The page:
The Westing Game
A jumble of heirs (and one mistake) vie for millions.
On the shore of Lake Michigan, a fortune awaits 16 heirs. Upon death, Sam Westing (chess wizard, pyrotechnics fan, patriot) bequeaths one last game: suss out Westing’s murderer, and win the estate. The would-be detectives—a scrappy kid with a knack for the stock market, a homesick thief, a birdwatcher, and assorted adults gloomy with familial wounds—are split in teams of two. Armed with $10,000 and a set of odd clues, each team scrambles for answers in this sharp-witted novel.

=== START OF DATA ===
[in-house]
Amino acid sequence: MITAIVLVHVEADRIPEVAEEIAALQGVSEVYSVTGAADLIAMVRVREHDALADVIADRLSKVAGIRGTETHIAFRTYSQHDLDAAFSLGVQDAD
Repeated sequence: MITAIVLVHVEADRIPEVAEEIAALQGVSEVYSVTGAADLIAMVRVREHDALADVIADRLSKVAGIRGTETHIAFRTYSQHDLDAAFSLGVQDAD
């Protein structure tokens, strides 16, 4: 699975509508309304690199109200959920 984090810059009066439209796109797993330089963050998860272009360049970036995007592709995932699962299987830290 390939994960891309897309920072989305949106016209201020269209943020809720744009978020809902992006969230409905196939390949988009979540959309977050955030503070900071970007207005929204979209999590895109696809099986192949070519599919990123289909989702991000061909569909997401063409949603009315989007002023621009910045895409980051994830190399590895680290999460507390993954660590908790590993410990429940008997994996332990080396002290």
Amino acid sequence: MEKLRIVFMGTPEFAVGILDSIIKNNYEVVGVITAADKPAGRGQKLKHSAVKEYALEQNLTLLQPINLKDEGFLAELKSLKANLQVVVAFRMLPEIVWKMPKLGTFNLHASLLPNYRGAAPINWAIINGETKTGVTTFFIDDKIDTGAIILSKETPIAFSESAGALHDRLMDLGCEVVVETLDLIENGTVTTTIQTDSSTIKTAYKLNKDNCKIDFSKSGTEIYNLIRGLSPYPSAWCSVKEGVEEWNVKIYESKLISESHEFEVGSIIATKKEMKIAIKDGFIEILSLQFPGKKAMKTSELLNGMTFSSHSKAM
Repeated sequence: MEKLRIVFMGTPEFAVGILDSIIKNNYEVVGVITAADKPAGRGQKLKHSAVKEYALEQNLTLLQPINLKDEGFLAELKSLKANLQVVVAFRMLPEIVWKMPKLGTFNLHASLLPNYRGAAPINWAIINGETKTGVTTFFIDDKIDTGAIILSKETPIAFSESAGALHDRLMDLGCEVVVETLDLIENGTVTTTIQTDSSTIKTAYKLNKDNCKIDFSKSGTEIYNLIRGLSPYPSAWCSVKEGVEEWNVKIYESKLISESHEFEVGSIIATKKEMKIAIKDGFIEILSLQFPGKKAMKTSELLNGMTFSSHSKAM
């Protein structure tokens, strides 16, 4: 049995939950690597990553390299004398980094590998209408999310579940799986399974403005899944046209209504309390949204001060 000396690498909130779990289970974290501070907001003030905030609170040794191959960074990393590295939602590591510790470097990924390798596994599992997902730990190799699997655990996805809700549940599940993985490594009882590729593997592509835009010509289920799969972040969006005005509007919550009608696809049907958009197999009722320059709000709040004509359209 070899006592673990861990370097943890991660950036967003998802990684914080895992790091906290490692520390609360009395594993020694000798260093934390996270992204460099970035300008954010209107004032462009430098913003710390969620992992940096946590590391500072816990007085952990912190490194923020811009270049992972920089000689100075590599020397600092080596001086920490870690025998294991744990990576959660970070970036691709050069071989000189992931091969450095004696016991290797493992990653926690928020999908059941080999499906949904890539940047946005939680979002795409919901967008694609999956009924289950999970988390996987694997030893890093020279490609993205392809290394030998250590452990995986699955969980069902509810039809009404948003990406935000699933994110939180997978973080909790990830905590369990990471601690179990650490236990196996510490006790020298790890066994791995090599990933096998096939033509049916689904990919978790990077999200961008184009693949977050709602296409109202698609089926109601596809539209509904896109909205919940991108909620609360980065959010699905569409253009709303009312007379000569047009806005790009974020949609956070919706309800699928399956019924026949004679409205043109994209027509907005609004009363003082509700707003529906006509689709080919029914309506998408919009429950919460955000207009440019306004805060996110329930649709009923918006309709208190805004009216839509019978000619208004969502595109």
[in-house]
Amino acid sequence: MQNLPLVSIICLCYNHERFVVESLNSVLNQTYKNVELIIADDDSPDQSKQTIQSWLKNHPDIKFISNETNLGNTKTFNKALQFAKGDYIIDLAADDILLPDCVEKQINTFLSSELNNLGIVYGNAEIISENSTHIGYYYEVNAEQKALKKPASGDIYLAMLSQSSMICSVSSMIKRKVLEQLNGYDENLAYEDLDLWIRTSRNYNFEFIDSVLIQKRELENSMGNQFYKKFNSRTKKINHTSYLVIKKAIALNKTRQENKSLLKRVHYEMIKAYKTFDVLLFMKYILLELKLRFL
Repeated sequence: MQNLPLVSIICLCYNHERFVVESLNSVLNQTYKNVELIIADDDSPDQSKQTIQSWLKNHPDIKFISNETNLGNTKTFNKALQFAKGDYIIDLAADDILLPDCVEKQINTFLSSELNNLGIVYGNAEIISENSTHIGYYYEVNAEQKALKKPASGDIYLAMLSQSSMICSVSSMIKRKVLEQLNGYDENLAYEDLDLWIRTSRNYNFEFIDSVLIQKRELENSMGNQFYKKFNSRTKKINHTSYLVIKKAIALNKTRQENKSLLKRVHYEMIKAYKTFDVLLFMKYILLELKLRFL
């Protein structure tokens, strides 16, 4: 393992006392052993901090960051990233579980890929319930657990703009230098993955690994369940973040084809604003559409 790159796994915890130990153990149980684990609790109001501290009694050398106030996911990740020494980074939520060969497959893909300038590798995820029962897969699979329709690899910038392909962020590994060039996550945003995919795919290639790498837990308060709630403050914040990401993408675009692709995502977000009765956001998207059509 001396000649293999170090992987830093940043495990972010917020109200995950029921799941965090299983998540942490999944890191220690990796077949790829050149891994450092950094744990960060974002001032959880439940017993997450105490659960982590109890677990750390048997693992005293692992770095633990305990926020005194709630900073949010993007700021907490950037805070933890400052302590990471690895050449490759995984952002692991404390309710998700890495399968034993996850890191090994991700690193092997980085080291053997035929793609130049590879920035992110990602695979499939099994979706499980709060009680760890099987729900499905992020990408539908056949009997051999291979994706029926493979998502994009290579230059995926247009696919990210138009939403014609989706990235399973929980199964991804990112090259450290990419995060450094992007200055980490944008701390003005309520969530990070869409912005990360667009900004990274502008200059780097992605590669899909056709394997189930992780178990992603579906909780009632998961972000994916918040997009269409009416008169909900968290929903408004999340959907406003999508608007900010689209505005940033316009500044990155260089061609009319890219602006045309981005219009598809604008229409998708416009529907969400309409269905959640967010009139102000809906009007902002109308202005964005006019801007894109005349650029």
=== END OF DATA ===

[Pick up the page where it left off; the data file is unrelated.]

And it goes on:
My siblings and I hungered for intrigue, snooping on neighbors with a pair of plastic binoculars. We lifted smudgy fingerprints with tape and crushed graphite, and took turns tapping wisely on our chins as big-time sleuths ready for our first case. In truth, I was a weenie, relieved when our little bloodhound gang grumbled, “No one is up to anything, anywhere.” Better to stick with bookish thrills. In The Westing Game, misdeeds, secrets, and feints unspool in the mind’s wilds—enough to keep any kid engrossed in this whiz-bang mystery.